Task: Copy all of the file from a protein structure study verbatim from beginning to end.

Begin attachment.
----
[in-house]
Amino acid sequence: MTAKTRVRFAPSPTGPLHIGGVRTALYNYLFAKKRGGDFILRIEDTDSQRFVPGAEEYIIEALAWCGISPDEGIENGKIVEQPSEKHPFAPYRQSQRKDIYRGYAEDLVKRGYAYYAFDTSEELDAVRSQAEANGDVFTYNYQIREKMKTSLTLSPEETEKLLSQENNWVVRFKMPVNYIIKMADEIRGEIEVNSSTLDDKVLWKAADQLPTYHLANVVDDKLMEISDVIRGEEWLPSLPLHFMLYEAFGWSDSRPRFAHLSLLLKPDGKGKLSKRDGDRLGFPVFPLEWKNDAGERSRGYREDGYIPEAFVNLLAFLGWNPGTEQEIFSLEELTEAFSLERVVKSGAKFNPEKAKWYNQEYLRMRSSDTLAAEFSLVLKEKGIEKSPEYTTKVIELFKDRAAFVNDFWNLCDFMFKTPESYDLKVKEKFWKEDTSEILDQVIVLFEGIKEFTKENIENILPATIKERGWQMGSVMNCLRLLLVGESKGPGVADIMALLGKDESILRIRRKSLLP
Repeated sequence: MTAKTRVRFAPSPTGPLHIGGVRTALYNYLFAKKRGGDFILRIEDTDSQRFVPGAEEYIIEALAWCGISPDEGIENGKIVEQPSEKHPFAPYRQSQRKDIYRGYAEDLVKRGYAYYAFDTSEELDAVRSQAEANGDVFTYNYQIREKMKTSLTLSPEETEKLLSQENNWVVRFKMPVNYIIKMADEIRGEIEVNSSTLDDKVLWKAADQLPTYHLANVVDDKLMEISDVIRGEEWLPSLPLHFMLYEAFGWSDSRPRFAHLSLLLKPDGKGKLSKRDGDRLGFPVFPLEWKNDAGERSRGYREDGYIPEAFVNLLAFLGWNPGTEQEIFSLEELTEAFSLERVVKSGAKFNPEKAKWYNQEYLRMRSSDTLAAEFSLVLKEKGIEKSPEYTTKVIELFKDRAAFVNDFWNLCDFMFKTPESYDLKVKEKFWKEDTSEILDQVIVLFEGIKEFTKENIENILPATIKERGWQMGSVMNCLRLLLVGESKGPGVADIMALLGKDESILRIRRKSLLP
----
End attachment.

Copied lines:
[in-house]
Amino acid sequence: MTAKTRVRFAPSPTGPLHIGGVRTALYNYLFAKKRGGDFILRIEDTDSQRFVPGAEEYIIEALAWCGISPDEGIENGKIVEQPSEKHPFAPYRQSQRKDIYRGYAEDLVKRGYAYYAFDTSEELDAVRSQAEANGDVFTYNYQIREKMKTSLTLSPEETEKLLSQENNWVVRFKMPVNYIIKMADEIRGEIEVNSSTLDDKVLWKAADQLPTYHLANVVDDKLMEISDVIRGEEWLPSLPLHFMLYEAFGWSDSRPRFAHLSLLLKPDGKGKLSKRDGDRLGFPVFPLEWKNDAGERSRGYREDGYIPEAFVNLLAFLGWNPGTEQEIFSLEELTEAFSLERVVKSGAKFNPEKAKWYNQEYLRMRSSDTLAAEFSLVLKEKGIEKSPEYTTKVIELFKDRAAFVNDFWNLCDFMFKTPESYDLKVKEKFWKEDTSEILDQVIVLFEGIKEFTKENIENILPATIKERGWQMGSVMNCLRLLLVGESKGPGVADIMALLGKDESILRIRRKSLLP
Repeated sequence: MTAKTRVRFAPSPTGPLHIGGVRTALYNYLFAKKRGGDFILRIEDTDSQRFVPGAEEYIIEALAWCGISPDEGIENGKIVEQPSEKHPFAPYRQSQRKDIYRGYAEDLVKRGYAYYAFDTSEELDAVRSQAEANGDVFTYNYQIREKMKTSLTLSPEETEKLLSQENNWVVRFKMPVNYIIKMADEIRGEIEVNSSTLDDKVLWKAADQLPTYHLANVVDDKLMEISDVIRGEEWLPSLPLHFMLYEAFGWSDSRPRFAHLSLLLKPDGKGKLSKRDGDRLGFPVFPLEWKNDAGERSRGYREDGYIPEAFVNLLAFLGWNPGTEQEIFSLEELTEAFSLERVVKSGAKFNPEKAKWYNQEYLRMRSSDTLAAEFSLVLKEKGIEKSPEYTTKVIELFKDRAAFVNDFWNLCDFMFKTPESYDLKVKEKFWKEDTSEILDQVIVLFEGIKEFTKENIENILPATIKERGWQMGSVMNCLRLLLVGESKGPGVADIMALLGKDESILRIRRKSLLP